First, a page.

Police Believe Skeletal Remains Found In Montana May Be Linked To 3 Missing Michigan Boys

The father claimed he gave his three sons to a "group" seven years ago.

A box containing bones and teeth has been discovered inside a shed by a home in Missoula, Montana, according to Fox2 Detroit. Police confirmed that the remains belong to three children 10 and under. Now, over 2,000 miles away, a family in Michigan is bracing for news that it may be what is left of Andrew, Alexander and Tanner Skelton, three brothers who vanished in 2010.

Nothing previously has linked the three children to the state, but the Michigan State Police have been working with the authorities in Missoula to see if the parts belong to the three young boys, WXYZ Detroit reported. Now, police and the boys' family are awaiting the results of forensic testing.

In the meantime, their mother posted a statement, both on her front door and to Facebook.

Andrew, Alexander and Tanner vanished from their Morenci, Michigan home seven years ago, the day after Thanksgiving. According to Click On Detroit. Andrew was 9 years old, Alexander was 7 and Tanner was 5. The boys' mother, Tanya Skelton, told Morenci police that her husband John Skelton was the last known person to see them. He was supposed to bring the boys back home to her, but instead, he claimed he gave his three sons to “a group.”

No group has ever come forward, and it remains unclear what kind of group he meant. Since then, his story has allegedly changed. John is currently in prison, serving 10 to 15 years, on an unlawful imprisonment charge, according to CBS Detroit. It is unclear if he has an attorney who can speak on his behalf.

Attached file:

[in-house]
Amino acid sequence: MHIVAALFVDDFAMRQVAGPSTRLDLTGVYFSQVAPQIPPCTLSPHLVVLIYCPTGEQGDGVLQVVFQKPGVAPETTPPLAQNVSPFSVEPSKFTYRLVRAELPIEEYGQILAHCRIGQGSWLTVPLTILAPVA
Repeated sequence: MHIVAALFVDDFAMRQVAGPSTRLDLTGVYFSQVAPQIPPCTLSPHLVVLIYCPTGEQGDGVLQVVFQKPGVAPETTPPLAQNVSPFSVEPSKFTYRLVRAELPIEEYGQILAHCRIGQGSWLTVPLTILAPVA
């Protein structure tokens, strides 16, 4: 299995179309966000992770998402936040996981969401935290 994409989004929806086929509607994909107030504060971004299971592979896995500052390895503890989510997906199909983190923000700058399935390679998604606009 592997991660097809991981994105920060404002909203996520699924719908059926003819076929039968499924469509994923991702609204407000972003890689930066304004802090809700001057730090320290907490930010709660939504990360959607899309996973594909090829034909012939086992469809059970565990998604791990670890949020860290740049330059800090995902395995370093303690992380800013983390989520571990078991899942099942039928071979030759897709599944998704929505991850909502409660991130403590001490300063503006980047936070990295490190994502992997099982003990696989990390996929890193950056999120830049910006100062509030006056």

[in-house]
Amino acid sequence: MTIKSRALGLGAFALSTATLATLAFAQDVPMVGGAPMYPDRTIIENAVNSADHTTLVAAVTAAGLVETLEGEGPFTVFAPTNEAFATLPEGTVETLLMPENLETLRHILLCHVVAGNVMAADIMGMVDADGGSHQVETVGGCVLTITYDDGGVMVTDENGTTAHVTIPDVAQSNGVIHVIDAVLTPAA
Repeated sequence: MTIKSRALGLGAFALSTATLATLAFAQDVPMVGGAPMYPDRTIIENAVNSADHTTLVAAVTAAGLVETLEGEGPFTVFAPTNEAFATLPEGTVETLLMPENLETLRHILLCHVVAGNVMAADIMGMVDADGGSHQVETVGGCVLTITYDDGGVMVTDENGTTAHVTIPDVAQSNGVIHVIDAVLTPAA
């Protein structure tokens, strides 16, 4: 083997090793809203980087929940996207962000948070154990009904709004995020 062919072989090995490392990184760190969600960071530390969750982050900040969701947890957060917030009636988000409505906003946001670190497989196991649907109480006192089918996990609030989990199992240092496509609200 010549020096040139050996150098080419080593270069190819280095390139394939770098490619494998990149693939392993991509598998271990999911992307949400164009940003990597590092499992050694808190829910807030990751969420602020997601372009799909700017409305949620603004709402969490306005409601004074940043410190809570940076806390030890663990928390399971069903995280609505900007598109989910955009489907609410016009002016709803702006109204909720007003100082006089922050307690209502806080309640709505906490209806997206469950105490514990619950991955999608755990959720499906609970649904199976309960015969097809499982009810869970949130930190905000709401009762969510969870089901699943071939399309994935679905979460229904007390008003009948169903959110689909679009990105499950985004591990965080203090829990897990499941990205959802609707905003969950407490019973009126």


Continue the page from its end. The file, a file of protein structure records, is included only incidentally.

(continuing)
Cleaning crews made the grisly discovery on the Missoula, Montana property. The previous tenants of the home were evicted, according to Fox2 Detroit, and workers were emptying the shed when they found the box.

On Thursday, testing revealed that the body parts belong to children as follows: one child between the ages of 2 and 4, another between 5 and 8 and the oldest has been estimated to be between 6 and 10. That matches the ages of the Skelton brothers, but at this time, it is unclear if the three children found in the shed are even related to this tragic case, or to another devastating death involving children.

Anybody with information or tips on this case is urged to contact www.michigan.gov/michtip or 517-636-0689.

[Age Progression Photo: The National Center for Missing Children]

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